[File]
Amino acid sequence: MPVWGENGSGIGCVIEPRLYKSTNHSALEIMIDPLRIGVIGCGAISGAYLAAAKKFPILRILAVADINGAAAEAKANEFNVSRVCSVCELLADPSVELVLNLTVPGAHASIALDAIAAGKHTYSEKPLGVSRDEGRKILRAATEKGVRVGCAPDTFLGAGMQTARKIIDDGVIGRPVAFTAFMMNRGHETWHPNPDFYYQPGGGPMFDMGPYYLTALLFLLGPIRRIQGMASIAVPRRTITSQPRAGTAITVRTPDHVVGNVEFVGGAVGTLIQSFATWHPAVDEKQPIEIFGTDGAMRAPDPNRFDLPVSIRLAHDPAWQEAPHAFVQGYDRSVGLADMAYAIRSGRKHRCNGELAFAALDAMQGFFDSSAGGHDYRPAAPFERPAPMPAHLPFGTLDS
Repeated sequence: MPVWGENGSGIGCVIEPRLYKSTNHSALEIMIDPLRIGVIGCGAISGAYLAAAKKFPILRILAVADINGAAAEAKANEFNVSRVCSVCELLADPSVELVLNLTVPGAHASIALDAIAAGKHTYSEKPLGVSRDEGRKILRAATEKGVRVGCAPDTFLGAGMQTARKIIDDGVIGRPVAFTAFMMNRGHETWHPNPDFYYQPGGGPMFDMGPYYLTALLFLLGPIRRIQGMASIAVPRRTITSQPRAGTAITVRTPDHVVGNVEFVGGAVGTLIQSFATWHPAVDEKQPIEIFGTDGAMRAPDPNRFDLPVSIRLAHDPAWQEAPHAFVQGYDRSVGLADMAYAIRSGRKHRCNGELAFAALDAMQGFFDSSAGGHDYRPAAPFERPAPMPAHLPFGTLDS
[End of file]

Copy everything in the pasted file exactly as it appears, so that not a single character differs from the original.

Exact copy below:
Amino acid sequence: MPVWGENGSGIGCVIEPRLYKSTNHSALEIMIDPLRIGVIGCGAISGAYLAAAKKFPILRILAVADINGAAAEAKANEFNVSRVCSVCELLADPSVELVLNLTVPGAHASIALDAIAAGKHTYSEKPLGVSRDEGRKILRAATEKGVRVGCAPDTFLGAGMQTARKIIDDGVIGRPVAFTAFMMNRGHETWHPNPDFYYQPGGGPMFDMGPYYLTALLFLLGPIRRIQGMASIAVPRRTITSQPRAGTAITVRTPDHVVGNVEFVGGAVGTLIQSFATWHPAVDEKQPIEIFGTDGAMRAPDPNRFDLPVSIRLAHDPAWQEAPHAFVQGYDRSVGLADMAYAIRSGRKHRCNGELAFAALDAMQGFFDSSAGGHDYRPAAPFERPAPMPAHLPFGTLDS
Repeated sequence: MPVWGENGSGIGCVIEPRLYKSTNHSALEIMIDPLRIGVIGCGAISGAYLAAAKKFPILRILAVADINGAAAEAKANEFNVSRVCSVCELLADPSVELVLNLTVPGAHASIALDAIAAGKHTYSEKPLGVSRDEGRKILRAATEKGVRVGCAPDTFLGAGMQTARKIIDDGVIGRPVAFTAFMMNRGHETWHPNPDFYYQPGGGPMFDMGPYYLTALLFLLGPIRRIQGMASIAVPRRTITSQPRAGTAITVRTPDHVVGNVEFVGGAVGTLIQSFATWHPAVDEKQPIEIFGTDGAMRAPDPNRFDLPVSIRLAHDPAWQEAPHAFVQGYDRSVGLADMAYAIRSGRKHRCNGELAFAALDAMQGFFDSSAGGHDYRPAAPFERPAPMPAHLPFGTLDS